Who I Am


A Celtic Cross with a Pentagram

You may call me Lady Cerridwen Brighid Morrigan or simply Lady C.B.M. if you wish. All three of these names belong to Celtic Goddesses. I have chosen these names because each of these Goddess has some quality that I see in myself. Do I believe these Goddesses existed? Perhaps they did, perhaps they didn’t. This is Celtic mythology at its best! There are various spellings to each of their names, but these are the ones that I have found most common and they are the ones that feel the most “right” to me.

I have found a website that describes these Goddesses in a way that really just sums it up! The following is copied from the website http://www.joellessacredgrove.com where you can find this information and more. =]

CERRIDWEN (Scottish, Welsh) [KARE-id-ooín or KARE-id-win] Moon Goddess; Great Mother; Grain Goddess; Goddess of Nature. The white-corpse eating sow representing the Moon. Wife of the giant Tegid and mother of a beautiful girl Creirwy and two ugly boys Avagdu and Movran. Welsh Bards called themselves Cerddorion (sons of Cerridwen). The Bard Taliesin, founder of their craft was said to be born of Cerridwen and to have tasted a potent brew from her magic cauldron of inspiration. This potion known as ‘greal’ (from which to word Grail probably came), was made from six plants for inspiration and knowledge. Gwion Bach (later called Taliesin) accidentally drank the remaining three drops of the liquid. Her symbol was a white sow. Death, fertility, regeneration, inspiration, magic, astrology, herbs, science, poetry, spells, knowledge.Cerridwen is the goddess of dark prophetic powers. She is the keeper of the cauldron of the underworld, in which inspiration and divine knowledge are brewed. She is often equated with the famous Greek crone, Hecate, and to the Irish Badb. She is also sometimes related to the Greek Muses, only in a more violent and dark form.

Also: Caridwen; Ceridwen; Cereduin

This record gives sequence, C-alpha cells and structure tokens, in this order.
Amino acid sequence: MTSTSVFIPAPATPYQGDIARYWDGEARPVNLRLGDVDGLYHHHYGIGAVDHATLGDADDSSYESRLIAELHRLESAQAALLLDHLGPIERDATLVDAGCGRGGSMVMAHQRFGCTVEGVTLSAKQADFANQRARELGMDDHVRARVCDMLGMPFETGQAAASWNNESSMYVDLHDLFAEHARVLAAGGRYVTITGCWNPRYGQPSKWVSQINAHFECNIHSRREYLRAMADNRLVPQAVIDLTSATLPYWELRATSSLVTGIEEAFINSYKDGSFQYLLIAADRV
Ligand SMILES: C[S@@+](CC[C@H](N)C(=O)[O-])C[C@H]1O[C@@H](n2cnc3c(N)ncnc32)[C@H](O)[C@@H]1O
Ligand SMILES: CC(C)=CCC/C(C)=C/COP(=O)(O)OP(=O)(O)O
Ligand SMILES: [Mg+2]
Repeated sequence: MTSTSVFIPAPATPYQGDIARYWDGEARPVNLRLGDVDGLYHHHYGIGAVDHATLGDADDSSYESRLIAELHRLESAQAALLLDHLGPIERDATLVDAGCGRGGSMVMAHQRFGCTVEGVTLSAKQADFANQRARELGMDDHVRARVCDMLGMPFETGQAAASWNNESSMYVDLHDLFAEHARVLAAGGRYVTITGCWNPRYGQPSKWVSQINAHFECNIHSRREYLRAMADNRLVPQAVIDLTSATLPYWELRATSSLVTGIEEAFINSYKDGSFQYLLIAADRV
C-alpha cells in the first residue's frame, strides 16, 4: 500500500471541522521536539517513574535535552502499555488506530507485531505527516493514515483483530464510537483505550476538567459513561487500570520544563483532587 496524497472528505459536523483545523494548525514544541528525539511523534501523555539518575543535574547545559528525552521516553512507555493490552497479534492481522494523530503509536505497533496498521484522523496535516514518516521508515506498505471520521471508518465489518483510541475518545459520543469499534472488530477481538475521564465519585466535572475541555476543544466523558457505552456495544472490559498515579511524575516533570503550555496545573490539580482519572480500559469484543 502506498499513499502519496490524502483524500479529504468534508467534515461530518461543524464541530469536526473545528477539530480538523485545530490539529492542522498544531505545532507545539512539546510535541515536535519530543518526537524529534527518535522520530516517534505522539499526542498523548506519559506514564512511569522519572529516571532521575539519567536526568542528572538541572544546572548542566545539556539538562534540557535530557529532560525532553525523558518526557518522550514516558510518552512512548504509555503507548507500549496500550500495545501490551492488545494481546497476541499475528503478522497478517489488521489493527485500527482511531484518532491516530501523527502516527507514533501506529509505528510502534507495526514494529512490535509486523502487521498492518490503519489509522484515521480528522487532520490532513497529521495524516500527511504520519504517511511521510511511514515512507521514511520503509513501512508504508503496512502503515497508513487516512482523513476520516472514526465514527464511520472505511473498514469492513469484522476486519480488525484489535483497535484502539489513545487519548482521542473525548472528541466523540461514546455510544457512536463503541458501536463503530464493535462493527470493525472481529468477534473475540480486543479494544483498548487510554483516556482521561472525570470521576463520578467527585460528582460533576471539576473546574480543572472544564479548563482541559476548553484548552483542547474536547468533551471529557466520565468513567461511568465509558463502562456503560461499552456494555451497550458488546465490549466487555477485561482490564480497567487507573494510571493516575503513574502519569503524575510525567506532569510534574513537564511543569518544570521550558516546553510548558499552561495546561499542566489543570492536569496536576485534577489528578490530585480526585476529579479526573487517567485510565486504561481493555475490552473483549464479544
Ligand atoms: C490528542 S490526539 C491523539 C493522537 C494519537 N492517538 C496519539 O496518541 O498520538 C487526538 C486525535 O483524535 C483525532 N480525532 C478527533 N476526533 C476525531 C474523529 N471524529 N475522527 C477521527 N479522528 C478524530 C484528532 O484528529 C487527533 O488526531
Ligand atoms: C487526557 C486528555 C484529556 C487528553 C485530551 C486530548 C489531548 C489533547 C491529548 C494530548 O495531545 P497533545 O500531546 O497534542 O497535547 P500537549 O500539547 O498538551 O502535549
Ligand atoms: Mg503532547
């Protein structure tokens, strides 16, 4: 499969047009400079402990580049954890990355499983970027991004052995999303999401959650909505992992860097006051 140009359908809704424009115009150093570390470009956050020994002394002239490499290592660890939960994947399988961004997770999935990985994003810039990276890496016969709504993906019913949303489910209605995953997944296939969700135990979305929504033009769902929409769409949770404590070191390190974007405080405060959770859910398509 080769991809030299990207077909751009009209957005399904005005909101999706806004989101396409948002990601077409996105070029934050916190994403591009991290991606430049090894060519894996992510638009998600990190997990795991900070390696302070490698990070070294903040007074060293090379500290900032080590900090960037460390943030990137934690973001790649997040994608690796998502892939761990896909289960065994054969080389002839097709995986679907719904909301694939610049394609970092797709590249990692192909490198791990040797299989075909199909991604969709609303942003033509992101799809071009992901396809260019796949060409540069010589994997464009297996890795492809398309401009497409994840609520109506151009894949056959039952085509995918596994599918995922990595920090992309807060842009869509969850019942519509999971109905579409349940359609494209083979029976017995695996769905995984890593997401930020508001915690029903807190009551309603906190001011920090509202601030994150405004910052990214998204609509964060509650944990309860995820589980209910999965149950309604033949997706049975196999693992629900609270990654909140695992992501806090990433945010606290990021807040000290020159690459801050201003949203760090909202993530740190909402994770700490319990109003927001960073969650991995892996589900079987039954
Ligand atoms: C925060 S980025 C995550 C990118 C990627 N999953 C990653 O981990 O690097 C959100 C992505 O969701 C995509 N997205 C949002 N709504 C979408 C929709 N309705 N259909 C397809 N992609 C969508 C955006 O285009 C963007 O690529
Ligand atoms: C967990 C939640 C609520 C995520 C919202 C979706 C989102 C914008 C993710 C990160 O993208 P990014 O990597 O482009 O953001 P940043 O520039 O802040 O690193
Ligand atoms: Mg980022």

GoddessBRID (Pan-Celtic) [breet or breed] Also Brigit, Brigid, Bride, Brighid, Bridget, Brigindo, and Banfile. Her name comes from the old Irish word brigh, meaning “Power”; “Renown”; “Fiery Arrow or Power” (Breo-saighead). Daughter of The Dagda and one of the Great mother Goddess of Ireland. At one time in History most of Ireland was united in praise and worship of her. She probably was one and the same with Dana, the first great mother Goddess of the Irish. Called the poetess, often called the Triple Brigids, Three Blessed Ladies of Britain, The Three Mothers. Another aspect of Danu; associated with Imbolc. She had an exclusive female priesthood at Kildare and an ever-burning sacred fire. The number of her priestesses was nineteen, representing the nineteen-year cycle of the “Celtic Great Year”. Her kelles were sacred prostitutes and her soldiers brigands. Goddess of fire, fertility, the hearth, all feminine arts and crafts, and martial arts. Healing, physicians, agriculture, inspiration, learning, poetry, divination, prophecy, smithcraft, animal husbandry, love, witchcraft, occult knowledge.A major Celtic pastoral deity, described as a “wise woman. Brid became “Christianized” as St. Brigit of Kildare, who is said to have lived from 450-523 AD and founded the first female Christian monastery community in Ireland. In reality her shrine at Kildare was desecrated and adopted as a holy site by Christian missionaries who turned her into their Saint Brigit in an attempt to Christianize her pagan followers. She was originally celebrated on February 1 in the festival of Imbolc, which coincided with the beginning of lactation in ewes and was regarded in Scotland as the date on which Brigit deposed the blue-faced hag of winter (see Cailleach Bheur). The Christian calendar adopted the same date for the Feast of St. Brigit. There is no record that a Christian saint ever actually existed, but in Irish mythology she became the midwife to the Virgin Mary. The name can be traced into many Irish and European place names. It is also akin to Brahati which means “exalted one” in Sanskrit.